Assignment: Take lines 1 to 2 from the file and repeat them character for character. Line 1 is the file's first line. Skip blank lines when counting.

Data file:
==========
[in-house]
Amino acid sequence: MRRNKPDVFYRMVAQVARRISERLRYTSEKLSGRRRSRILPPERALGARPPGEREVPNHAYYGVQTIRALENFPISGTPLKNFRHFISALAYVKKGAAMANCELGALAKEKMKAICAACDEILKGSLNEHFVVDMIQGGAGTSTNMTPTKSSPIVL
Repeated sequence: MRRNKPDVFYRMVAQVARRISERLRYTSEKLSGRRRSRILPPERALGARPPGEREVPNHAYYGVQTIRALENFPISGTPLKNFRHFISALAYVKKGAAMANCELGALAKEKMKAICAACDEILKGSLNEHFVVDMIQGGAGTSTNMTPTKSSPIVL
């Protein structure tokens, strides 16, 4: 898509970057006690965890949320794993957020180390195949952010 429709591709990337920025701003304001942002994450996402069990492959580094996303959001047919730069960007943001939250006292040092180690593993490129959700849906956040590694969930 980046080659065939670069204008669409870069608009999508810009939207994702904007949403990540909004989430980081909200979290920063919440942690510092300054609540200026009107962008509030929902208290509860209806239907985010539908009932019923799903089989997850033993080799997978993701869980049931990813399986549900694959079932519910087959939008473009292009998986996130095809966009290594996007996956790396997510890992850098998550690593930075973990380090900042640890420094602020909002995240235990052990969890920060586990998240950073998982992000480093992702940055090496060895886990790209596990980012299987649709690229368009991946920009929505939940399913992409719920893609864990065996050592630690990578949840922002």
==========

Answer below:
[in-house]
Amino acid sequence: MRRNKPDVFYRMVAQVARRISERLRYTSEKLSGRRRSRILPPERALGARPPGEREVPNHAYYGVQTIRALENFPISGTPLKNFRHFISALAYVKKGAAMANCELGALAKEKMKAICAACDEILKGSLNEHFVVDMIQGGAGTSTNMTPTKSSPIVL